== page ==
It has long been believed that zinc is important for wound healing.
The adult body content of zinc is over 2 g (30 mmol). The prostate gland, choroid of the eye and semen have high concentrations of zinc, though the greatest amount is in bones (about 200 μg /g.). Red cells contain 13 μg /ml, hair 120–250 μg /g both in newborns and adults.
Dietary sources of zinc are meats (3–5 mg/ 100 g), whole grains and legumes (2–3 mg/100 g), and oysters (70 mg/100 g).
The recommended intake varies between 7 and 15 mg/day, though only 20–30% of this is absorbed.
Adults – Adult requirements of zinc are of the order of 2–3 mg/day (30–40 mmol
Infants – Human milk is not a rich source of zinc and the infant depends very much on the stores accumulated in the last 3 months of intrauterine life. Assuming a daily requirement of 1 mg/day and an absorption efficiency of 30%, an intake of 3-4 mg/ day has been suggested.
Children – of the order of 4-7 mg/day .
Pregnancy – Extra zinc is required during pregnancy. Zinc intake of the order of 8 mg is needed by the foetus during the last 3 months of gestation, requiring an additional maternal intake of 2 mg/day, assuming an absorption efficiency of 20–30%. This means that the dietary requirement is 6–14 mg/day.
Lactation It is not known if there is an increased dietary need during lactation.
Supplementary zinc may be given as zinc sulphate.
Zinc deficiency is rare. The clinical syndrome of growth retardation, male hypogonadism, skin changes, mental lethargy, hepatosplenomegaly, iron-deficiency anaemia and geophagia has been reported from studies of male dwarfs in Iran.
The dermatological signs of severe zinc deficiency include progressive bullous-pustular dermatitis at the extremities and the oral, anal and genital areas, combined with paronychia and generalized alopeciae. These respond to dietary supplementation of zinc sulphate.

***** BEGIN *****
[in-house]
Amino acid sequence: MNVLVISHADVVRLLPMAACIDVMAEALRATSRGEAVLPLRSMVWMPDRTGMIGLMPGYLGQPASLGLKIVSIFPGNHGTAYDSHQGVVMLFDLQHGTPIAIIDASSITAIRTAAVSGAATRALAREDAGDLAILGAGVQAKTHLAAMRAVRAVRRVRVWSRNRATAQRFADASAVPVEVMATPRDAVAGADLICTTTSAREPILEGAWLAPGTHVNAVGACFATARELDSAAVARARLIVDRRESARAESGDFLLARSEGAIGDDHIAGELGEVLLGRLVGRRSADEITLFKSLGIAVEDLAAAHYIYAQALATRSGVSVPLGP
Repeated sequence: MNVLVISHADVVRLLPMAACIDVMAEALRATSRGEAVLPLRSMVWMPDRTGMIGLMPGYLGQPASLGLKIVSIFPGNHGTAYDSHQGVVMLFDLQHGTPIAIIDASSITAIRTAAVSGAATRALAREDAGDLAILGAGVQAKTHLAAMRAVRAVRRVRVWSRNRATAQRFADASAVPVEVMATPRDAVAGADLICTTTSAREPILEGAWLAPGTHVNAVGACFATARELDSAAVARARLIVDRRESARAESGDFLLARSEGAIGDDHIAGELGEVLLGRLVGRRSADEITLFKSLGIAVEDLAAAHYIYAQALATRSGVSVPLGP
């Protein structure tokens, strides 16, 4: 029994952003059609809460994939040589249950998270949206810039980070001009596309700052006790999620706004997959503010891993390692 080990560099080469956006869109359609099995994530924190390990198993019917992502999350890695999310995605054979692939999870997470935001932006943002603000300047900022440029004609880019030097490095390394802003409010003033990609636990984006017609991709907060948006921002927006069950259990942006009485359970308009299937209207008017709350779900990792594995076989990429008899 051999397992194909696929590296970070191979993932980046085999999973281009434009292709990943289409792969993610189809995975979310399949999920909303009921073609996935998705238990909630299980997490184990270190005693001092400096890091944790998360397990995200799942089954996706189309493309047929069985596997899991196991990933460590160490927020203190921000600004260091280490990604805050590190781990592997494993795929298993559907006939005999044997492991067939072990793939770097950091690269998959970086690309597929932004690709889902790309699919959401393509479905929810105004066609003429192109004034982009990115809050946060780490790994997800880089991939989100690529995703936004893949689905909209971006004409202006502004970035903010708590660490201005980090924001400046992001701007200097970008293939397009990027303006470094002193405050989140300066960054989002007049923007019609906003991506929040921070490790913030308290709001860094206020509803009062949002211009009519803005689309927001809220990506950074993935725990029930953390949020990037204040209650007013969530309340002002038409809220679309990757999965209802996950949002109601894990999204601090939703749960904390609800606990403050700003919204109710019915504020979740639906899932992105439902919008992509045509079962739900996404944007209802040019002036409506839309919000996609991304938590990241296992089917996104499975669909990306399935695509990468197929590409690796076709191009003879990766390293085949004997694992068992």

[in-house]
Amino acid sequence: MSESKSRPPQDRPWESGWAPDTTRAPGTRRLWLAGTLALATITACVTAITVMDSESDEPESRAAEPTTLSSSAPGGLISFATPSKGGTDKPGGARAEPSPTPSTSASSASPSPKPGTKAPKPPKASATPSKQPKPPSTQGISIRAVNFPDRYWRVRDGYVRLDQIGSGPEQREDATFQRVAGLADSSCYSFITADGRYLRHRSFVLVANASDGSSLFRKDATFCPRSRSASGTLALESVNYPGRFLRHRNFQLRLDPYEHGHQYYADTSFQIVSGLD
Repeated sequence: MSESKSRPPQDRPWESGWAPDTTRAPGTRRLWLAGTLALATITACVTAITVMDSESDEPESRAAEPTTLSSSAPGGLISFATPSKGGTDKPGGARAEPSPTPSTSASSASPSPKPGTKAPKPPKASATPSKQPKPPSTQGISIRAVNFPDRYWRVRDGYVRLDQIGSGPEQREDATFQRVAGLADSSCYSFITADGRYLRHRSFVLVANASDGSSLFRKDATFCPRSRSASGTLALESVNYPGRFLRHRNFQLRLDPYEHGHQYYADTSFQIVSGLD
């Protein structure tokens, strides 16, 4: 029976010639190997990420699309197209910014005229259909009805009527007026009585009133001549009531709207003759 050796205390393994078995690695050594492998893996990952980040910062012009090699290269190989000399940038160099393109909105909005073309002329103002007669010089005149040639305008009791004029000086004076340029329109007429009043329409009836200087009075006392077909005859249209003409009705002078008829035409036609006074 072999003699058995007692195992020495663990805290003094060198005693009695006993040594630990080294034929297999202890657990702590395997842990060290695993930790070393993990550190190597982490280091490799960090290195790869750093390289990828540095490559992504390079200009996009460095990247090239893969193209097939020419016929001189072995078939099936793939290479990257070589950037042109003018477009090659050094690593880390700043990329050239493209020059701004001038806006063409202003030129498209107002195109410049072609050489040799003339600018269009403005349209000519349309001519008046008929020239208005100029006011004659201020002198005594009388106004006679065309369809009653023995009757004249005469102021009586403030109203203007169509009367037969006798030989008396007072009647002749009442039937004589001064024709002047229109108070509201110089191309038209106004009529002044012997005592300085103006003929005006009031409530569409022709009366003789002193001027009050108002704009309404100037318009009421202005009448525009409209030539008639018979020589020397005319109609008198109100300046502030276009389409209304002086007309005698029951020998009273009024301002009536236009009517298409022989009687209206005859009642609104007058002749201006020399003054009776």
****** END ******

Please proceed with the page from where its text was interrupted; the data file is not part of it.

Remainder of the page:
Zinc deficiency has been reported in alcoholics and with steatorrhoea and, zinc malabsorption, or when there is loss of zinc protein complexes into the intestinal lumen in malignancies. Extensive burns may also result in reduced plasma zinc concentration, due to loss of zinc through the skin. In renal disease an excess zinc may be lost in the urine, with a consequent reduction of plasma and tissue concentrations.
Genetic disorders Acrodermatitis enteropathica is a potentially lethal autosomal recessive trait which manifests itself in infancy after weaning. Acrodermatitis enteropathica consists of pustular and bullous dermatitis, alopecia and diarrhoea. Zinc supplementation is necessary.
Summary of activity of trace elements —
|Enzyme co-factors||Aluminium, copper, magnesium, manganese,molybdenum, selenium, zinc|
|Protein ligand||sulphur, phosphorous|
|Skeletal structure||fluorine, magnesium, phosphorous, silicon,sulphur|
|No evident nutritional function||bromine, cadmium, caesium, chromium, germanium, lead, lithium, mercury, nickel, silver, strontium, tin , vanadium|